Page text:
The Pig holds a special place in the evolution of surfboard designs and classic longboarding in general.
In the 1950s, surfboards were long, heavy and relatively difficult to control. Dale Velzy decided to try something different with The Pig.
What is The Pig Surfboard?
The Pig is essentially a classic Malibu longboard flipped upside down.
The wide point is pushed towards the tail, the tail is wide and full, and the nose is narrow and tapered.
Early Pigs featured a big, fat D fin.
The popular Malibu longboards at the time were difficult to turn and would often catch a rail and throw you.
Pushing the wide point backwards make maneuvering the board much easier with quick pivots and faster turns.
Like most classic longboards, The Pig works best is smaller, clean conditions, but can be fun when the waves get bigger too if you get used to its looseness.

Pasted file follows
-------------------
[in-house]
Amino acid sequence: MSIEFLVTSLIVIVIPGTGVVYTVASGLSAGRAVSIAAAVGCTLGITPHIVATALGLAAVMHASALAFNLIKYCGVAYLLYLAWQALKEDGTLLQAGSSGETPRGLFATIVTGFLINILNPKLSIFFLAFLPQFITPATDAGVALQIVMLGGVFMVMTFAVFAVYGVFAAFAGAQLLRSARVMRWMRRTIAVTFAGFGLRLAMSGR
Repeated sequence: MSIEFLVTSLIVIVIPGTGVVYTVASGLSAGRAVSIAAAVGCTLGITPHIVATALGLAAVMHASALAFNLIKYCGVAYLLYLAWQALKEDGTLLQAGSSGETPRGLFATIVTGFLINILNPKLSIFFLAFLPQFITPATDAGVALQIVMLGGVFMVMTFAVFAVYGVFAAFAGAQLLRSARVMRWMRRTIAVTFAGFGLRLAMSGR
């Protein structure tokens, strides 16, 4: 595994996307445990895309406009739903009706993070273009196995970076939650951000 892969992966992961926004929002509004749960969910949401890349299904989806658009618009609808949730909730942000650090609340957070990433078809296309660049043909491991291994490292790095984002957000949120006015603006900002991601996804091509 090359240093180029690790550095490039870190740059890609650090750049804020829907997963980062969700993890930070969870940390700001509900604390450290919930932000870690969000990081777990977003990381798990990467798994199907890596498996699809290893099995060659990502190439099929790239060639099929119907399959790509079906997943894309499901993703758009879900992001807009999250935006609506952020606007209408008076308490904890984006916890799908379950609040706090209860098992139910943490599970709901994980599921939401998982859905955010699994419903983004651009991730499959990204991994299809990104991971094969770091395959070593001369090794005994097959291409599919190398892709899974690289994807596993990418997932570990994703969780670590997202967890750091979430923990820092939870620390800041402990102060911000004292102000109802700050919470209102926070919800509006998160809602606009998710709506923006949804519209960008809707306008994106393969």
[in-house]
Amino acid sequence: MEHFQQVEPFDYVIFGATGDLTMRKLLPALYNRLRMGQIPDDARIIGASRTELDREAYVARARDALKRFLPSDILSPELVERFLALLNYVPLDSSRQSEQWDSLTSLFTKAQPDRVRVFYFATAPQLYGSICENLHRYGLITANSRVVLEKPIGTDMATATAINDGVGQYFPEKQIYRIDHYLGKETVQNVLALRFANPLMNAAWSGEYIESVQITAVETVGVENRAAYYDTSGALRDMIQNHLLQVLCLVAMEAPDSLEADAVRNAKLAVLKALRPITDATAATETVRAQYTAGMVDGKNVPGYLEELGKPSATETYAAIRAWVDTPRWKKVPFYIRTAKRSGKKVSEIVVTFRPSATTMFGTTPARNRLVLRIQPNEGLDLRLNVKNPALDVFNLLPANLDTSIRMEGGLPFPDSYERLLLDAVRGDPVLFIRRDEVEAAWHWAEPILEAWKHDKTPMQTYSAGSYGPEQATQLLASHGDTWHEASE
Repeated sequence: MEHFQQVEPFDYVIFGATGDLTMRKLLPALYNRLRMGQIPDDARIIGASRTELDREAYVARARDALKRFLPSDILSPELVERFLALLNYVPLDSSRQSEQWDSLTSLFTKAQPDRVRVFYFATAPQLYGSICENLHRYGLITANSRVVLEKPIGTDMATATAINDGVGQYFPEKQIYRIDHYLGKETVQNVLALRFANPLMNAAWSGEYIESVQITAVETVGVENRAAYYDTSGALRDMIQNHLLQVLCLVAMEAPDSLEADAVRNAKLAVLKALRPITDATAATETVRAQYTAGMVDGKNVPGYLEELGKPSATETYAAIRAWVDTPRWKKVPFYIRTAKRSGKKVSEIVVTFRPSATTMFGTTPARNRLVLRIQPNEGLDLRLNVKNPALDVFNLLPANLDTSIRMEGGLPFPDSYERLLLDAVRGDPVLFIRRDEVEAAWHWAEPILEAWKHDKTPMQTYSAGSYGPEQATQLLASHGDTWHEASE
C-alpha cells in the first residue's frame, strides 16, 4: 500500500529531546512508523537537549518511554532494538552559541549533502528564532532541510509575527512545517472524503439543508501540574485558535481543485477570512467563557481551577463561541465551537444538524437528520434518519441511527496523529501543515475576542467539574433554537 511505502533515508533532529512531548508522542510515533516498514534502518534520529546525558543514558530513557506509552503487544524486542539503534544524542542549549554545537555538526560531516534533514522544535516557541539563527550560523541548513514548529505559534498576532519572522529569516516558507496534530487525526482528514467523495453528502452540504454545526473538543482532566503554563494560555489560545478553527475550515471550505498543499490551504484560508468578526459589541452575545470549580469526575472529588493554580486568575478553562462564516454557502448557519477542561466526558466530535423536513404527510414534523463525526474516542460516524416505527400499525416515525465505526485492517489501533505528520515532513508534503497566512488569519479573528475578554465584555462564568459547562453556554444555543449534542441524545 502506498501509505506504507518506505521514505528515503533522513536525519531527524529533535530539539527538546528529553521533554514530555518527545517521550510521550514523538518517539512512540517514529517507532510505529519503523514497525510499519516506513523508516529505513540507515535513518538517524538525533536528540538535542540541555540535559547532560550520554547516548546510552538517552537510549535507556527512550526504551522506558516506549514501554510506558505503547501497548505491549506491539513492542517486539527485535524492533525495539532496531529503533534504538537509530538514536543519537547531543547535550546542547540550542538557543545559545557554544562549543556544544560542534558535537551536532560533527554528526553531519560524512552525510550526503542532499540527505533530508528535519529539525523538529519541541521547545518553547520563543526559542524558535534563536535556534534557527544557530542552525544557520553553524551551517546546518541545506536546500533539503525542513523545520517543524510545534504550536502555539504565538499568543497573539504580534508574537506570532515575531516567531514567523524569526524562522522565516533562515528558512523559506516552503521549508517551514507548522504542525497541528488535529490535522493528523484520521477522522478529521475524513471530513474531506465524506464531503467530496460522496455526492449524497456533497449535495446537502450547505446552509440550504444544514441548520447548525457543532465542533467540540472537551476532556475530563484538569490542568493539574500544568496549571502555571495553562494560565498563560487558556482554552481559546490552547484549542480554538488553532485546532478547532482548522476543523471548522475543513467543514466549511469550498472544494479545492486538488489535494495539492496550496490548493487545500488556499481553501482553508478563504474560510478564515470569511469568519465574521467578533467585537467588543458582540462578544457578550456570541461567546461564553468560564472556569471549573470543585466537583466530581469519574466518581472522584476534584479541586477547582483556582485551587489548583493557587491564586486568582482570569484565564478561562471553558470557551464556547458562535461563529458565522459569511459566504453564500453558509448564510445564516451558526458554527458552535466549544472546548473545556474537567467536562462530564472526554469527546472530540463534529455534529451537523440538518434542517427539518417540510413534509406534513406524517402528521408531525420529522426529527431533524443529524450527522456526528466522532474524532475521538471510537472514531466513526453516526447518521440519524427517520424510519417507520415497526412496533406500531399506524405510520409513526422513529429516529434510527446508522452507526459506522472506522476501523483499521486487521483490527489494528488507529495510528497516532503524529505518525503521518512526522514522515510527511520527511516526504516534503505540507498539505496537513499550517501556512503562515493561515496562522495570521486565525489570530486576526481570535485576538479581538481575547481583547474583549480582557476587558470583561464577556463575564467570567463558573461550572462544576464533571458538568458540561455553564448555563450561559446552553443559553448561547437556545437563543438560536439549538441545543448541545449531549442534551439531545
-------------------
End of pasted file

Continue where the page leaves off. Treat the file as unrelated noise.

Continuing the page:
History of The Pig
Dale Velzy developed The Pig in the early 1950s, and quickly found a winner in the design.
The board was much more maneuverable and allowed for all sorts of surfing – fast turns, floaters, cutbacks, and negotiating tight sections without catching a rail.
This was around the same time when surfboard shaping as a business was really beginning to take off – Velzy was certainly at the forefront of that.
Post-war materials like foam and fiberglass also sparked some major progressions in board design and manufacturing.
The Pig was certainly another major milestone in surfboard design experimentation and progress.